We will, however, be lucky enough to see how far St Kilda’s Tom Ledger ($163,200) has progressed from last year (by all reports, it’s quite a bit), and whether new teammate Seb Ross ($98,700) can continue the kind of form that saw him draw praise for an intra-club run-with role on Brendan Goddard.
Saturday, Feb 25 – Gold Coast/Melbourne/Brisbane
At 24 years of age, Kyal Horsley ($119,800) could add some experience, albeit at WAFL level, not AFL, to the Gold Coast midfield. He averaged 24 touches for Subiaco last year, but is rookie-listed so will need an upgrade before we see him in the season-proper.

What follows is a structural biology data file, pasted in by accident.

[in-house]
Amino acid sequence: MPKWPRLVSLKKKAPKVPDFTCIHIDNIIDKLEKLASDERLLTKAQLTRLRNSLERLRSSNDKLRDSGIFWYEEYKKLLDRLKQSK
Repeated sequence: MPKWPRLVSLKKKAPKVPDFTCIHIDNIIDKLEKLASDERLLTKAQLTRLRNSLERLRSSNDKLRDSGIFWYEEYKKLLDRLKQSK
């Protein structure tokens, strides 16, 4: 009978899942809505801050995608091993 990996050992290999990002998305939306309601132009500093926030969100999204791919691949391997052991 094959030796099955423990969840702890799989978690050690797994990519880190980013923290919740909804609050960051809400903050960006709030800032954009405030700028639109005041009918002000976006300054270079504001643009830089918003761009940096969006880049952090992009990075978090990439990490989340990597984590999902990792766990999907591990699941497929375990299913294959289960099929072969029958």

Sunday, Feb 26 – Port Adelaide/Carlton/Adelaide
Of the three-way in SA, Port Adelaide first-round pick Chad Wingard ($157,200) looms as the one to watch, having completed his first AFL pre-season in which has been “taking it pretty easy, er, I mean, working really hard”.
I’m on the Twitter and trying hard not to break it. @ChookDT for all your rookie-related info.